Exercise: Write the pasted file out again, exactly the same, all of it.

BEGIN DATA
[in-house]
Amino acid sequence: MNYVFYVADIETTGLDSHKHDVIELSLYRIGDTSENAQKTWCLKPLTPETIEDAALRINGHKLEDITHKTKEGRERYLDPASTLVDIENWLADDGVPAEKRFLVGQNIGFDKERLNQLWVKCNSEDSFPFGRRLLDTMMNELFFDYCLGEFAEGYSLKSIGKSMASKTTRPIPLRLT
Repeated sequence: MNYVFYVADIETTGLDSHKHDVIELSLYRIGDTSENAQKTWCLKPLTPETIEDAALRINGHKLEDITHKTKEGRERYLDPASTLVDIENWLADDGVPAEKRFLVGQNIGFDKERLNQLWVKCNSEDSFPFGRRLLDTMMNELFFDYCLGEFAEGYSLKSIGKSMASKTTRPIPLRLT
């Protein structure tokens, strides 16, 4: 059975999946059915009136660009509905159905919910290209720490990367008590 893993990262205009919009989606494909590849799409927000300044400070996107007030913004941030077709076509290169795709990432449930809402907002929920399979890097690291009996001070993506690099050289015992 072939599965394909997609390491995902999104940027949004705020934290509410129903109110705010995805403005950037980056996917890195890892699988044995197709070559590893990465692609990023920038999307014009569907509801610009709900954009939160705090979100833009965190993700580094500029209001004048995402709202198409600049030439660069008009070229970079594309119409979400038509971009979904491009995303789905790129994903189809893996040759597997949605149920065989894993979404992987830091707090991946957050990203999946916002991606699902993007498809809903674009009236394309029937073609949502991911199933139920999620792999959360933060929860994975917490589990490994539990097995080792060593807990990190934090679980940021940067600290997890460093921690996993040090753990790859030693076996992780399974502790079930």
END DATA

[in-house]
Amino acid sequence: MNYVFYVADIETTGLDSHKHDVIELSLYRIGDTSENAQKTWCLKPLTPETIEDAALRINGHKLEDITHKTKEGRERYLDPASTLVDIENWLADDGVPAEKRFLVGQNIGFDKERLNQLWVKCNSEDSFPFGRRLLDTMMNELFFDYCLGEFAEGYSLKSIGKSMASKTTRPIPLRLT
Repeated sequence: MNYVFYVADIETTGLDSHKHDVIELSLYRIGDTSENAQKTWCLKPLTPETIEDAALRINGHKLEDITHKTKEGRERYLDPASTLVDIENWLADDGVPAEKRFLVGQNIGFDKERLNQLWVKCNSEDSFPFGRRLLDTMMNELFFDYCLGEFAEGYSLKSIGKSMASKTTRPIPLRLT
């Protein structure tokens, strides 16, 4: 059975999946059915009136660009509905159905919910290209720490990367008590 893993990262205009919009989606494909590849799409927000300044400070996107007030913004941030077709076509290169795709990432449930809402907002929920399979890097690291009996001070993506690099050289015992 072939599965394909997609390491995902999104940027949004705020934290509410129903109110705010995805403005950037980056996917890195890892699988044995197709070559590893990465692609990023920038999307014009569907509801610009709900954009939160705090979100833009965190993700580094500029209001004048995402709202198409600049030439660069008009070229970079594309119409979400038509971009979904491009995303789905790129994903189809893996040759597997949605149920065989894993979404992987830091707090991946957050990203999946916002991606699902993007498809809903674009009236394309029937073609949502991911199933139920999620792999959360933060929860994975917490589990490994539990097995080792060593807990990190934090679980940021940067600290997890460093921690996993040090753990790859030693076996992780399974502790079930």